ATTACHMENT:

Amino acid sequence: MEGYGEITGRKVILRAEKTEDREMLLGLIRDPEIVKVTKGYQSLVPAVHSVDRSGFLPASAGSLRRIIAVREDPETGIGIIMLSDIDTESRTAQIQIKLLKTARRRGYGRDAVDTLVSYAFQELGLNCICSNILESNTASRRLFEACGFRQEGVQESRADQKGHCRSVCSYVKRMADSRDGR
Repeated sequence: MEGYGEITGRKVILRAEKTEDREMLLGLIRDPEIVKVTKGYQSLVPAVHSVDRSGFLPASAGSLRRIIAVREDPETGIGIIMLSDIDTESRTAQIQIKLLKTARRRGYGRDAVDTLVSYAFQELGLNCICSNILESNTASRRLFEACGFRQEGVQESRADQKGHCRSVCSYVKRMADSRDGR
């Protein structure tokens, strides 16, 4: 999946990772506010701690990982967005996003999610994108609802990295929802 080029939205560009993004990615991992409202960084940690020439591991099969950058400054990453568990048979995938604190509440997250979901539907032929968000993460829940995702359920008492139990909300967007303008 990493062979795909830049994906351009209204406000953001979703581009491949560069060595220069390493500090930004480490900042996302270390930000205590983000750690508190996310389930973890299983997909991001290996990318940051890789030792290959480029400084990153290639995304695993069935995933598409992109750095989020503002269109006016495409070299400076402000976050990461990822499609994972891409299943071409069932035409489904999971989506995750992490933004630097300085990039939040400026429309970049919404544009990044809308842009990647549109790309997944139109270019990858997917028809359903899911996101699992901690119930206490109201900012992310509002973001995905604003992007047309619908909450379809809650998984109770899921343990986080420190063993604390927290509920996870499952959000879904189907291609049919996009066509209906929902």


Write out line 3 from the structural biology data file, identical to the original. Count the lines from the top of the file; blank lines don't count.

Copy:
């Protein structure tokens, strides 16, 4: 999946990772506010701690990982967005996003999610994108609802990295929802 080029939205560009993004990615991992409202960084940690020439591991099969950058400054990453568990048979995938604190509440997250979901539907032929968000993460829940995702359920008492139990909300967007303008 990493062979795909830049994906351009209204406000953001979703581009491949560069060595220069390493500090930004480490900042996302270390930000205590983000750690508190996310389930973890299983997909991001290996990318940051890789030792290959480029400084990153290639995304695993069935995933598409992109750095989020503002269109006016495409070299400076402000976050990461990822499609994972891409299943071409069932035409489904999971989506995750992490933004630097300085990039939040400026429309970049919404544009990044809308842009990647549109790309997944139109270019990858997917028809359903899911996101699992901690119930206490109201900012992310509002973001995905604003992007047309619908909450379809809650998984109770899921343990986080420190063993604390927290509920996870499952959000879904189907291609049919996009066509209906929902």